The rapturous response to the unveiling of “Nomadland” at the Toronto and New York Film festivals has catapulted director Chloé Zhao’s new film as an instant Oscar contender for Best Picture, Actress, Director, and Cinematography. The film’s subtle and moving score by Ludovico Einaudi has also received positive notices, but “Nomadland” and the Italian composer will not qualify for Best Score this awards season.
The reason is simple: Einaudi did not write the “Nomadland” music specifically for the film. Zhao used tracks from his previous albums, with much of it coming from a 2019 seven-album collection titled “Seven Days Walking.”
The music was inspired by hikes the prolific composer took in the Italian Alps. According the film’s press notes, Einaudi followed the same hiking path for seven days, but opened “himself up to the different emotions and stimuli he experienced while negotiating changing light, temperature, wildlife and weather conditions.” Each of the seven albums, titled “Day One” up to “Day Seven,” was music based on those different emotions.
Zhao, who served as her own editor on “Nomadland,” repurposed tracks from “Day One” and “Day Three” for her film. In the film’s press notes, Zhao said she was drawn to the music because she “set out to look for music inspired by nature.”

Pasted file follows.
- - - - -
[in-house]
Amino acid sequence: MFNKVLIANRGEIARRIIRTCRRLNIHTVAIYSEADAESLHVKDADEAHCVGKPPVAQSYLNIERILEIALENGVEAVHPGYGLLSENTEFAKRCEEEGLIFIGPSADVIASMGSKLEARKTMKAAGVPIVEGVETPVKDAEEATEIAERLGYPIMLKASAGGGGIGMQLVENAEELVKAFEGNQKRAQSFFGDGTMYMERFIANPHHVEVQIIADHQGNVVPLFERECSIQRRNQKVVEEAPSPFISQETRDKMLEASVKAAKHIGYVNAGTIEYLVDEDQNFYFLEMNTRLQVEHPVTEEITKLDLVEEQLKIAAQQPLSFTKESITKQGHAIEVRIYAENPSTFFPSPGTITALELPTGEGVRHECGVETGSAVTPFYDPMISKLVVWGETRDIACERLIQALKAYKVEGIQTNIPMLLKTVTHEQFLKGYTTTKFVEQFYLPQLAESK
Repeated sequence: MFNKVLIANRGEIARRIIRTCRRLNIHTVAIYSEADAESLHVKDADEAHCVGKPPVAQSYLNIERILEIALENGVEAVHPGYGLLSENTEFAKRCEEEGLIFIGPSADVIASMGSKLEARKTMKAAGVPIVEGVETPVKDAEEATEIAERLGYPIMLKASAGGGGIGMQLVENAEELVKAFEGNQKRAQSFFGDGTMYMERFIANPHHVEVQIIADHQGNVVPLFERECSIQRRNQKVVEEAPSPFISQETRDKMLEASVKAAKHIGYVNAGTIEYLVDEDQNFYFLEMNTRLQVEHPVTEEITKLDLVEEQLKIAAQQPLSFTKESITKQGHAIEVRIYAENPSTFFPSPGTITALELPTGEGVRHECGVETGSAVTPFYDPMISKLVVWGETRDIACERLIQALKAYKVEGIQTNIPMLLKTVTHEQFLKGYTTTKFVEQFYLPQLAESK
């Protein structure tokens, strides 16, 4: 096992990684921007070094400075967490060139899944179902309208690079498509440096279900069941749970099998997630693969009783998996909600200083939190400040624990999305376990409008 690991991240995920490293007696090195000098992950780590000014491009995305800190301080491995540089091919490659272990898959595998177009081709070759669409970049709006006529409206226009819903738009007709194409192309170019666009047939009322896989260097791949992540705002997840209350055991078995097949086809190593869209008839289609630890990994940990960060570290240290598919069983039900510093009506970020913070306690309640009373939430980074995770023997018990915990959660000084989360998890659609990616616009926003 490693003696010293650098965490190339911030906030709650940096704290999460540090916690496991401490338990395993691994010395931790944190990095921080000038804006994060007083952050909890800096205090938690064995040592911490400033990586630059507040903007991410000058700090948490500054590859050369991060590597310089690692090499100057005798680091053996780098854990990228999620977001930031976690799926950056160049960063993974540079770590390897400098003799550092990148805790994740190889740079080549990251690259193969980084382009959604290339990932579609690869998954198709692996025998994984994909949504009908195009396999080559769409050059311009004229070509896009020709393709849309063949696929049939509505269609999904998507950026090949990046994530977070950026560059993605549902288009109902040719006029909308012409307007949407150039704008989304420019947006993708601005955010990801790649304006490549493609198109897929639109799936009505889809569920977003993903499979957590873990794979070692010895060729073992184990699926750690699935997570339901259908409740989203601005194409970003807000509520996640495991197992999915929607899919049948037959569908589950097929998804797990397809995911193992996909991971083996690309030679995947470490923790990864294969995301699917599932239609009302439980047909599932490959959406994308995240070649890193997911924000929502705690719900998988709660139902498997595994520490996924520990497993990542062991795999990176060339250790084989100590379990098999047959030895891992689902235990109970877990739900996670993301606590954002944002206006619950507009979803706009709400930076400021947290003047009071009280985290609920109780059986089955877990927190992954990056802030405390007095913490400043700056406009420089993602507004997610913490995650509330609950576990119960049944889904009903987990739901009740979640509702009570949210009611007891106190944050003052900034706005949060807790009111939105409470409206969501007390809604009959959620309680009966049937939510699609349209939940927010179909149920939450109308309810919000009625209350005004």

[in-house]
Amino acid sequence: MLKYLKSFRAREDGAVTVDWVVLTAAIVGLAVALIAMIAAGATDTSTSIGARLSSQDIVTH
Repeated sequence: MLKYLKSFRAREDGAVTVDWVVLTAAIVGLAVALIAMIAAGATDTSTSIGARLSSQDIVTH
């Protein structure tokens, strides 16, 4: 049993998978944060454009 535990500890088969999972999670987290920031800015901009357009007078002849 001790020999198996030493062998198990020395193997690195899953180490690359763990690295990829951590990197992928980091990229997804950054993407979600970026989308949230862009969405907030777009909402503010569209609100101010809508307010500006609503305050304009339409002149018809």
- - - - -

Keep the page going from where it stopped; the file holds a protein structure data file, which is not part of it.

“A big part of Fern’s [Frances McDormand] evolution is learning to live with nature,” writes Zhao. “Living in a van, she becomes increasingly more exposed to nature – its beauty and hostility, its ability to replenish and to heal.”
“Seven Days Walking” features Einaudi on piano, Federico Mecozzi on violin and viola, and Redi Hasa on cello. Zhao also used tracks from Einaudi’s 2015 album “Elements,” and 2007 album “Divenire.”
Below is a Spotify playlist with all seven Einaudi tracks that appear in “Nomadland.”